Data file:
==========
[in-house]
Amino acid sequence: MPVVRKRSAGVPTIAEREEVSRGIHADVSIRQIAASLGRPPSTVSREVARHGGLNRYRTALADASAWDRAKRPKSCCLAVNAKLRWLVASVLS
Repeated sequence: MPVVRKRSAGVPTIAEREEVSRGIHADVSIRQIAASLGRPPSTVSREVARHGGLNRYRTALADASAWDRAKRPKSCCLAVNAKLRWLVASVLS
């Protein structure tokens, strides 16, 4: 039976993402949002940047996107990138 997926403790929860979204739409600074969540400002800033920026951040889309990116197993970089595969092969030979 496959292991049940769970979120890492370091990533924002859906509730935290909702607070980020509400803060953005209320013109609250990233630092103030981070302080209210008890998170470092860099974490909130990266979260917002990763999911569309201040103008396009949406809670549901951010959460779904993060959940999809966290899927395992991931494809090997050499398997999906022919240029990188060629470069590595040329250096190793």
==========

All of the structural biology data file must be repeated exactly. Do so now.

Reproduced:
[in-house]
Amino acid sequence: MPVVRKRSAGVPTIAEREEVSRGIHADVSIRQIAASLGRPPSTVSREVARHGGLNRYRTALADASAWDRAKRPKSCCLAVNAKLRWLVASVLS
Repeated sequence: MPVVRKRSAGVPTIAEREEVSRGIHADVSIRQIAASLGRPPSTVSREVARHGGLNRYRTALADASAWDRAKRPKSCCLAVNAKLRWLVASVLS
């Protein structure tokens, strides 16, 4: 039976993402949002940047996107990138 997926403790929860979204739409600074969540400002800033920026951040889309990116197993970089595969092969030979 496959292991049940769970979120890492370091990533924002859906509730935290909702607070980020509400803060953005209320013109609250990233630092103030981070302080209210008890998170470092860099974490909130990266979260917002990763999911569309201040103008396009949406809670549901951010959460779904993060959940999809966290899927395992991931494809090997050499398997999906022919240029990188060629470069590595040329250096190793």